What's The Difference Between Windows 8 and Windows RT?

Earlier this morning, while Microsoft Corporation was holding its Windows 8 Launch event in New York, I received a number inquiries from some of our readers (via The TP Mailbox) about the main difference between Windows 8 and Windows RT.

windows 8 vs windows rt, difference between windows 8 and windows rt
Asus Vivo Tab, which you can pre-order for $ 599.99 sans keyboard dock (if you're in the US), runs Windows RT operating system.

Let me try to explain this real quick.

Windows 8 is the full version of Microsoft's operating system for personal computers. It serves as the true follow-up to Windows 7, which most of us are familiar with. As such, it supports almost all software and applications that you can run on older versions of the Windows OS including XP and Vista (The more techie ones call these 'Legacy Software'). The biggest difference between Windows 7 and Windows 8 though is that the latter aims to provide a more touch-centric experience via its touch-optimized Start screen with all those tiles among other new finger-friendly features. So really, it's the more ideal full-featured OS to run on tablets or hybrid devices. Now, if you're having second thoughts about upgrading to Windows 8 because you're intimidated by its colorful new Start screen, know that this version of the OS also has a "Desktop Mode" - with the Taskbar, Icons, Folders, and customizable Wallpaper - that we've known for years. I just hope that you get used to not seeing the Start button on the desktop sooner than later.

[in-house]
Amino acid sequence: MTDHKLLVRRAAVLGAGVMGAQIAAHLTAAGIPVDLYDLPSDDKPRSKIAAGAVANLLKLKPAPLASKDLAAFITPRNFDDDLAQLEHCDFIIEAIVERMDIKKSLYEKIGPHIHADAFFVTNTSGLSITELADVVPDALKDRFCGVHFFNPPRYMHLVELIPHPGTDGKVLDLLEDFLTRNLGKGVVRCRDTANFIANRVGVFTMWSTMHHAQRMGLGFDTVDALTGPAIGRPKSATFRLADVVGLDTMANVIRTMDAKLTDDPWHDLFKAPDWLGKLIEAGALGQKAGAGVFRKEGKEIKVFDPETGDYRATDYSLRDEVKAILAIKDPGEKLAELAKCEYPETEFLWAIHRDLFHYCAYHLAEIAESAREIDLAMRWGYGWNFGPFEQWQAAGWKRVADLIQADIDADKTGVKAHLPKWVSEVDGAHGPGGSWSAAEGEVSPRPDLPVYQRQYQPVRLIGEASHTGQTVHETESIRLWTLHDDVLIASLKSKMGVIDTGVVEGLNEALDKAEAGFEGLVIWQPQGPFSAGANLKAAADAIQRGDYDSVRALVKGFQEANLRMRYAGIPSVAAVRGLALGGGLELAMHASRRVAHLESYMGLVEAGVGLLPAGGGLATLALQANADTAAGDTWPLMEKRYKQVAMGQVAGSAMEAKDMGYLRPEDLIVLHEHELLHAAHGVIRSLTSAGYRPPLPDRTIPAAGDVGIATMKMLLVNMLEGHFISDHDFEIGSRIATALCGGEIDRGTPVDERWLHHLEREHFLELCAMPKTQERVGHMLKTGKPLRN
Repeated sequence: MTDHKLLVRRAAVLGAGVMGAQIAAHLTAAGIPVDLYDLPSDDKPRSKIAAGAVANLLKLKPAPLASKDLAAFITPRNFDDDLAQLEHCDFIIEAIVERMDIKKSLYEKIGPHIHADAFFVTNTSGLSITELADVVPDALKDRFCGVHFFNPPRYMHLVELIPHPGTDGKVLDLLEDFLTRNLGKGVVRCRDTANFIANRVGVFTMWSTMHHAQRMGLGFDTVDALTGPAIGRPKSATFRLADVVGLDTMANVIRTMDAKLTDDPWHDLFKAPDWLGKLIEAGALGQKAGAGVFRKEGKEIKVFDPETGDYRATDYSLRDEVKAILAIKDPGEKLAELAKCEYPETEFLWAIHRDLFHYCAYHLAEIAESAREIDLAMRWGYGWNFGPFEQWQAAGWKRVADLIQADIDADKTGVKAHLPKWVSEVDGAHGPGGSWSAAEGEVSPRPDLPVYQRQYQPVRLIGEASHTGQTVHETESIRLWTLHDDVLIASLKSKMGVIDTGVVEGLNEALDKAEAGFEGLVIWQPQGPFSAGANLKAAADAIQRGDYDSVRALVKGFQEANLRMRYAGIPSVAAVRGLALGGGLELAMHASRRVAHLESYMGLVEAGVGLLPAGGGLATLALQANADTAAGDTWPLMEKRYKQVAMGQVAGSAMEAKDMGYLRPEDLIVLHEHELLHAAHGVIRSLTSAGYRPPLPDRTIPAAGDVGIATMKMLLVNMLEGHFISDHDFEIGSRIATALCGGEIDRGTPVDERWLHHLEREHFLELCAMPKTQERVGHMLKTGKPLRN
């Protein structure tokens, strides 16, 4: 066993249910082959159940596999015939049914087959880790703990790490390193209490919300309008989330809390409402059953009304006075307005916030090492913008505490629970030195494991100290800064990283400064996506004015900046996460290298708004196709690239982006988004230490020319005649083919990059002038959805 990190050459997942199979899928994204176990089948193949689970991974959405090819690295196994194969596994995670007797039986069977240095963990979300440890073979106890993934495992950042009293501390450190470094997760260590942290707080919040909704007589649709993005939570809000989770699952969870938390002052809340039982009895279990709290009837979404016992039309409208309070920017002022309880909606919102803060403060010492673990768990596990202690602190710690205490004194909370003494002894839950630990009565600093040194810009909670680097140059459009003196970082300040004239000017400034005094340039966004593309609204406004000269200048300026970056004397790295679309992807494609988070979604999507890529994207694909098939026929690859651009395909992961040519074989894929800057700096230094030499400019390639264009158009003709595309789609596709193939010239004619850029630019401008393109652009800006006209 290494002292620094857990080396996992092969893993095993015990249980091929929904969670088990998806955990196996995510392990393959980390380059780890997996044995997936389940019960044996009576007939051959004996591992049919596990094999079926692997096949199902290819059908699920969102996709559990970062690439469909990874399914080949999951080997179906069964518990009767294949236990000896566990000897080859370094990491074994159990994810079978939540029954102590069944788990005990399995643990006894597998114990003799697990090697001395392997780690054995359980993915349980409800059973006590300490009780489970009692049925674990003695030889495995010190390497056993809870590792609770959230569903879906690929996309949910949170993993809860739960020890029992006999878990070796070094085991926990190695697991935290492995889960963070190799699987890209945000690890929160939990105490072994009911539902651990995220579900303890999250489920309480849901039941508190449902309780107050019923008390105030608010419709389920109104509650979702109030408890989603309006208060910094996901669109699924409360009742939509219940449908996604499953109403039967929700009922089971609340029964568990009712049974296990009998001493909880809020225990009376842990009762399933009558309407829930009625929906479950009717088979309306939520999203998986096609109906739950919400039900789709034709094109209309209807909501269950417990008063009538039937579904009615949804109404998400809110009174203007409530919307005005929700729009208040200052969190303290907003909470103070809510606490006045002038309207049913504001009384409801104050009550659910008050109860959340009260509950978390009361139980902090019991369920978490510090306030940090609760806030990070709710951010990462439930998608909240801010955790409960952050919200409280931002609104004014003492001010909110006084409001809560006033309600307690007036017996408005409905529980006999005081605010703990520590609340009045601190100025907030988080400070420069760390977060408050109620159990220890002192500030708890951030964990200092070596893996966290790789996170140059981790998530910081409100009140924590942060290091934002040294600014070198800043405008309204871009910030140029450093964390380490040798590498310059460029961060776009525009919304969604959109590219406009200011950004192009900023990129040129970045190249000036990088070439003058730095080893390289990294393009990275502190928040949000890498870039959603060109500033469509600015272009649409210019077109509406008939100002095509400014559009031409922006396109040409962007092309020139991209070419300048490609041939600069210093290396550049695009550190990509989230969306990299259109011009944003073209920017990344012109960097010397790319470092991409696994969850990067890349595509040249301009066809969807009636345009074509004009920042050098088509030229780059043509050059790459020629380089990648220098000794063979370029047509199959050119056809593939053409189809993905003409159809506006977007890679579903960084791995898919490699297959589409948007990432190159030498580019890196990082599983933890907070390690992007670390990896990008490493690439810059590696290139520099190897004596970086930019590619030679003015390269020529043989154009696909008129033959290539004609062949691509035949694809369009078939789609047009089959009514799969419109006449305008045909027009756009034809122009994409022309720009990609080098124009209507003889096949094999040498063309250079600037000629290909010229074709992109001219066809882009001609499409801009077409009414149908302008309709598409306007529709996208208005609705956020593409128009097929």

Windows RT, on the other hand, is more like the "lite" version of Windows 8 with a similar tile-laden Start screen but it can't really run software made for Windows XP, Vista or Windows 7 (aka x86/x64 programs). RT does have a "Desktop Mode" but it only supports limited applications like the new version of Office and Internet Explorer that Microsoft made specifically for it. You can, however, download and install new applications from Windows Store, which is kind of like Apple's App Store or Google Play Store for Android. Once you've installed them, these apps will be accessible right from the Start screen. Now, because it's not as heavy as the full version, Windows RT is obviously the more ideal version of the OS to run on modestly powered or more specifically, ARM-powered, hybrids and slates; In fact, as of writing, Windows RT will only work on devices with an ARM CPU.

Alright, there you go. That's the simplest way to explain it, I guess. I hope you find this information useful. If you do, kindly fan it out by sharing the post with your friends on Facebook and Twitter.